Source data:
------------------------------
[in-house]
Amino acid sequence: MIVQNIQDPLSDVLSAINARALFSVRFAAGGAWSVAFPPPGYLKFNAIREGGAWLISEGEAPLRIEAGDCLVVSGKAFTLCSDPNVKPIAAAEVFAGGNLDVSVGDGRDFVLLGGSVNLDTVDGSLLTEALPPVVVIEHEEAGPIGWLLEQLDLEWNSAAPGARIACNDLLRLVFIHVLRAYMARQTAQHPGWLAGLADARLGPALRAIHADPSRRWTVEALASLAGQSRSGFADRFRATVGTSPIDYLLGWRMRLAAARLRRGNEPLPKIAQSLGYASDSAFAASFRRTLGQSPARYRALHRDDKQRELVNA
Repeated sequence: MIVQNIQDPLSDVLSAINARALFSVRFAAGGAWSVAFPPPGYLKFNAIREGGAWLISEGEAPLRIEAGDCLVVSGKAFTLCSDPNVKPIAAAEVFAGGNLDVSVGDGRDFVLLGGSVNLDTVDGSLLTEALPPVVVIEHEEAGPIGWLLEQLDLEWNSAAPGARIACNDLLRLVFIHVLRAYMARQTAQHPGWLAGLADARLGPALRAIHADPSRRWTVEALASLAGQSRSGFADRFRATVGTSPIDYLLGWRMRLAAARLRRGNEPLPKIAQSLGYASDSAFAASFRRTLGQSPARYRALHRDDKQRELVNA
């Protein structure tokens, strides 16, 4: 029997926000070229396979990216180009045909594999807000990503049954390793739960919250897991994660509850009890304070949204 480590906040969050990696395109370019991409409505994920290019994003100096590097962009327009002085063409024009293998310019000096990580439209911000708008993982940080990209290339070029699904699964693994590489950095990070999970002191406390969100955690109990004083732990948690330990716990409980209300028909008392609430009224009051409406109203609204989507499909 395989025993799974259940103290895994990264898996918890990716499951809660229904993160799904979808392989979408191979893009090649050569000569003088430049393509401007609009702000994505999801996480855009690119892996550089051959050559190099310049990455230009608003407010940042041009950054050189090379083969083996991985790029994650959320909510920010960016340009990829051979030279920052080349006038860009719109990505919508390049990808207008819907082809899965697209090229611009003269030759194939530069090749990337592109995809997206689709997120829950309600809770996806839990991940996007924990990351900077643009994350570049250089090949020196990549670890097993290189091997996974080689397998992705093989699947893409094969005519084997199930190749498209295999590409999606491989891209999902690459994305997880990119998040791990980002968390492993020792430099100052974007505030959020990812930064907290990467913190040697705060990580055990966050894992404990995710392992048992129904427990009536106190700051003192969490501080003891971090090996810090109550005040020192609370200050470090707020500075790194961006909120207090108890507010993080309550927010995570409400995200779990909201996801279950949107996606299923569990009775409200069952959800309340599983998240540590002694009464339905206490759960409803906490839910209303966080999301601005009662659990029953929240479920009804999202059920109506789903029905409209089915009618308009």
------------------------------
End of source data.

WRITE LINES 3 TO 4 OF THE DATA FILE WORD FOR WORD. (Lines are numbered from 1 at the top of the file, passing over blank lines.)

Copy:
Repeated sequence: MIVQNIQDPLSDVLSAINARALFSVRFAAGGAWSVAFPPPGYLKFNAIREGGAWLISEGEAPLRIEAGDCLVVSGKAFTLCSDPNVKPIAAAEVFAGGNLDVSVGDGRDFVLLGGSVNLDTVDGSLLTEALPPVVVIEHEEAGPIGWLLEQLDLEWNSAAPGARIACNDLLRLVFIHVLRAYMARQTAQHPGWLAGLADARLGPALRAIHADPSRRWTVEALASLAGQSRSGFADRFRATVGTSPIDYLLGWRMRLAAARLRRGNEPLPKIAQSLGYASDSAFAASFRRTLGQSPARYRALHRDDKQRELVNA
């Protein structure tokens, strides 16, 4: 029997926000070229396979990216180009045909594999807000990503049954390793739960919250897991994660509850009890304070949204 480590906040969050990696395109370019991409409505994920290019994003100096590097962009327009002085063409024009293998310019000096990580439209911000708008993982940080990209290339070029699904699964693994590489950095990070999970002191406390969100955690109990004083732990948690330990716990409980209300028909008392609430009224009051409406109203609204989507499909 395989025993799974259940103290895994990264898996918890990716499951809660229904993160799904979808392989979408191979893009090649050569000569003088430049393509401007609009702000994505999801996480855009690119892996550089051959050559190099310049990455230009608003407010940042041009950054050189090379083969083996991985790029994650959320909510920010960016340009990829051979030279920052080349006038860009719109990505919508390049990808207008819907082809899965697209090229611009003269030759194939530069090749990337592109995809997206689709997120829950309600809770996806839990991940996007924990990351900077643009994350570049250089090949020196990549670890097993290189091997996974080689397998992705093989699947893409094969005519084997199930190749498209295999590409999606491989891209999902690459994305997880990119998040791990980002968390492993020792430099100052974007505030959020990812930064907290990467913190040697705060990580055990966050894992404990995710392992048992129904427990009536106190700051003192969490501080003891971090090996810090109550005040020192609370200050470090707020500075790194961006909120207090108890507010993080309550927010995570409400995200779990909201996801279950949107996606299923569990009775409200069952959800309340599983998240540590002694009464339905206490759960409803906490839910209303966080999301601005009662659990029953929240479920009804999202059920109506789903029905409209089915009618308009």